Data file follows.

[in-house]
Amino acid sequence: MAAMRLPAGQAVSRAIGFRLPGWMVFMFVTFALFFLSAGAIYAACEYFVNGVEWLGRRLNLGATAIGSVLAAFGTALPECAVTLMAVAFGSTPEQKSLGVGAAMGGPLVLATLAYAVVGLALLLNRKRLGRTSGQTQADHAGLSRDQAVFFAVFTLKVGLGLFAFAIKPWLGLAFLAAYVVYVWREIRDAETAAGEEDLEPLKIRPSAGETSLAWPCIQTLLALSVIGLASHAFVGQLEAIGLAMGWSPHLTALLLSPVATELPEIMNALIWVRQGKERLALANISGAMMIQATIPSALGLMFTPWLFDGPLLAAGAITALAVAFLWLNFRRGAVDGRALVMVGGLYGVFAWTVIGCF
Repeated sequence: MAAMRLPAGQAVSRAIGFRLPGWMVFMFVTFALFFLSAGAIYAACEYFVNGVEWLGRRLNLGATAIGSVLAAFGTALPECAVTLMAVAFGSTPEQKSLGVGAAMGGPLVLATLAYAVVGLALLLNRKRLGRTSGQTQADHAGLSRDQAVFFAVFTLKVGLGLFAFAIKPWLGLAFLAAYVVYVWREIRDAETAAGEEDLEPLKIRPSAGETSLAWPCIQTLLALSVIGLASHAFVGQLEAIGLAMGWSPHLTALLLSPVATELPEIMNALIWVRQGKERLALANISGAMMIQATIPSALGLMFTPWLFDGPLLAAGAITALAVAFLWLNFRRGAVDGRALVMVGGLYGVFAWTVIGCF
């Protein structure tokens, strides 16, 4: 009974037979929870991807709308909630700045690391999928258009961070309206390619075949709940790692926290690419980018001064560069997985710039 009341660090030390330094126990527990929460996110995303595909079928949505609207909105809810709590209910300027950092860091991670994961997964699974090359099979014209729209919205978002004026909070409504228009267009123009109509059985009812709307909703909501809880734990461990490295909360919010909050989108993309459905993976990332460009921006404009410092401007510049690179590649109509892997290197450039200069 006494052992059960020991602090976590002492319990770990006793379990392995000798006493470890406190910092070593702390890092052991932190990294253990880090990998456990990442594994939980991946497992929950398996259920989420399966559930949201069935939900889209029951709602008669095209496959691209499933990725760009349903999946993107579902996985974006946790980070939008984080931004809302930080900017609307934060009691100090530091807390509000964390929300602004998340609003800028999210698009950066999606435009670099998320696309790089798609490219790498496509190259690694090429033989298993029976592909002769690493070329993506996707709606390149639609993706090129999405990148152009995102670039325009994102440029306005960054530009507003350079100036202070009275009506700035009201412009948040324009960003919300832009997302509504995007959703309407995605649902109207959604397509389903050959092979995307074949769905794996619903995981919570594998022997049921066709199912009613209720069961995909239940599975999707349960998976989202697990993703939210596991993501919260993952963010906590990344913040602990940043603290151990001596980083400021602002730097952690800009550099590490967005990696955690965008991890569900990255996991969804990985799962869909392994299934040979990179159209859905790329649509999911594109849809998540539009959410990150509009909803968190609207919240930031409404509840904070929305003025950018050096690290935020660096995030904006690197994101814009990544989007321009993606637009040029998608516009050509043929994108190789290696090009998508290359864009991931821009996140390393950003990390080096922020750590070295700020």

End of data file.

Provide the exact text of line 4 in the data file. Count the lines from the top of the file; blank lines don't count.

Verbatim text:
């Protein structure tokens, strides 16, 4: 009974037979929870991807709308909630700045690391999928258009961070309206390619075949709940790692926290690419980018001064560069997985710039 009341660090030390330094126990527990929460996110995303595909079928949505609207909105809810709590209910300027950092860091991670994961997964699974090359099979014209729209919205978002004026909070409504228009267009123009109509059985009812709307909703909501809880734990461990490295909360919010909050989108993309459905993976990332460009921006404009410092401007510049690179590649109509892997290197450039200069 006494052992059960020991602090976590002492319990770990006793379990392995000798006493470890406190910092070593702390890092052991932190990294253990880090990998456990990442594994939980991946497992929950398996259920989420399966559930949201069935939900889209029951709602008669095209496959691209499933990725760009349903999946993107579902996985974006946790980070939008984080931004809302930080900017609307934060009691100090530091807390509000964390929300602004998340609003800028999210698009950066999606435009670099998320696309790089798609490219790498496509190259690694090429033989298993029976592909002769690493070329993506996707709606390149639609993706090129999405990148152009995102670039325009994102440029306005960054530009507003350079100036202070009275009506700035009201412009948040324009960003919300832009997302509504995007959703309407995605649902109207959604397509389903050959092979995307074949769905794996619903995981919570594998022997049921066709199912009613209720069961995909239940599975999707349960998976989202697990993703939210596991993501919260993952963010906590990344913040602990940043603290151990001596980083400021602002730097952690800009550099590490967005990696955690965008991890569900990255996991969804990985799962869909392994299934040979990179159209859905790329649509999911594109849809998540539009959410990150509009909803968190609207919240930031409404509840904070929305003025950018050096690290935020660096995030904006690197994101814009990544989007321009993606637009040029998608516009050509043929994108190789290696090009998508290359864009991931821009996140390393950003990390080096922020750590070295700020």